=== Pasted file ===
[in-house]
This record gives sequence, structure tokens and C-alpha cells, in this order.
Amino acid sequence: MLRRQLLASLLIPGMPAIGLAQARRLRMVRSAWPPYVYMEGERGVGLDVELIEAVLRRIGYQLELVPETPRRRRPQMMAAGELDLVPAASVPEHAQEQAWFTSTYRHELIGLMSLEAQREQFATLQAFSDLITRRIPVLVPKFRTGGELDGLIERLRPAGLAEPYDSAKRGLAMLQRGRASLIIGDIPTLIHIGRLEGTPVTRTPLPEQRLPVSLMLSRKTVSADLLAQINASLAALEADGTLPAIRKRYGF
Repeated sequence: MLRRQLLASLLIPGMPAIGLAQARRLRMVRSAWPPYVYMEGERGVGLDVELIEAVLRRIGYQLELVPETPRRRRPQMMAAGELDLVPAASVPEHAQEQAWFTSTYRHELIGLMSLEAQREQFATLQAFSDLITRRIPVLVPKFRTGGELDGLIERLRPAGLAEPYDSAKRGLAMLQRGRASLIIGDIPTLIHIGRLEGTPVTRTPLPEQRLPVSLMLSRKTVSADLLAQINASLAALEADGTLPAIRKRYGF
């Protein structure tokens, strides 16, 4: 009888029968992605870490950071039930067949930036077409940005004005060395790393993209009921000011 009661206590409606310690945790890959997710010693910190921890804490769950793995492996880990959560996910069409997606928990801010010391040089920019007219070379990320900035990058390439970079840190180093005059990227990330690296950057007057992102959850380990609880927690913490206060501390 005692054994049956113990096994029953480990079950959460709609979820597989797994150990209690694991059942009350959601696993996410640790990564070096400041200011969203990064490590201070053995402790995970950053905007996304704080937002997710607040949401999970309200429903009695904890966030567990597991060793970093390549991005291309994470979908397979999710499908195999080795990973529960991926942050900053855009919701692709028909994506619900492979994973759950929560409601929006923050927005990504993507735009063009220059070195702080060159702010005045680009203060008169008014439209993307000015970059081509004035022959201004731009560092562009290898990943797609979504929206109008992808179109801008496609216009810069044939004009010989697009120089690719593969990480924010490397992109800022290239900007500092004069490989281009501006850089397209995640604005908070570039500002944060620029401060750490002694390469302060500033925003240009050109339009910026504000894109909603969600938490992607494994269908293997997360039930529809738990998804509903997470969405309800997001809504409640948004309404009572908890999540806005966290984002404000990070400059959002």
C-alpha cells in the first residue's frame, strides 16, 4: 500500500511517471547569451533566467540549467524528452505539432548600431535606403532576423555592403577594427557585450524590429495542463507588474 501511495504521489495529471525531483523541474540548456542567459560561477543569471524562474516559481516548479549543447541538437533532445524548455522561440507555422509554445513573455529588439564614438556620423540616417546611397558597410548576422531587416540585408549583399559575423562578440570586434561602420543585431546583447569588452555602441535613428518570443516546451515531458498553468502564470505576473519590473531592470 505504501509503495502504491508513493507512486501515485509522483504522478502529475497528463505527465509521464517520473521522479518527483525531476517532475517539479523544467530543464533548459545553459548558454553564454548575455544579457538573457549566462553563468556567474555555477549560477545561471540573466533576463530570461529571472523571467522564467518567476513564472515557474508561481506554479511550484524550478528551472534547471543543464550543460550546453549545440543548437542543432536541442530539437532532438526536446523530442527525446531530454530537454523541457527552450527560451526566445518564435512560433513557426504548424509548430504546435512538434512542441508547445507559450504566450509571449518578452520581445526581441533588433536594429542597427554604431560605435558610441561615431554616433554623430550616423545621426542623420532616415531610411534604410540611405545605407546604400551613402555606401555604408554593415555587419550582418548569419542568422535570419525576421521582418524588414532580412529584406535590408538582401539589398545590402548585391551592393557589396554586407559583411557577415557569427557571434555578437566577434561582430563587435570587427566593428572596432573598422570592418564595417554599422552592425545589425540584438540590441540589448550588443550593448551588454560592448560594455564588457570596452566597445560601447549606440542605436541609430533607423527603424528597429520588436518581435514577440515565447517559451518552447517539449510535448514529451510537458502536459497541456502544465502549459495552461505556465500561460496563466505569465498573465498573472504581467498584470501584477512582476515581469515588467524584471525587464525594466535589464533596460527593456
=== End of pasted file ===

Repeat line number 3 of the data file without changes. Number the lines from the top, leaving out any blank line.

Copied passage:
Amino acid sequence: MLRRQLLASLLIPGMPAIGLAQARRLRMVRSAWPPYVYMEGERGVGLDVELIEAVLRRIGYQLELVPETPRRRRPQMMAAGELDLVPAASVPEHAQEQAWFTSTYRHELIGLMSLEAQREQFATLQAFSDLITRRIPVLVPKFRTGGELDGLIERLRPAGLAEPYDSAKRGLAMLQRGRASLIIGDIPTLIHIGRLEGTPVTRTPLPEQRLPVSLMLSRKTVSADLLAQINASLAALEADGTLPAIRKRYGF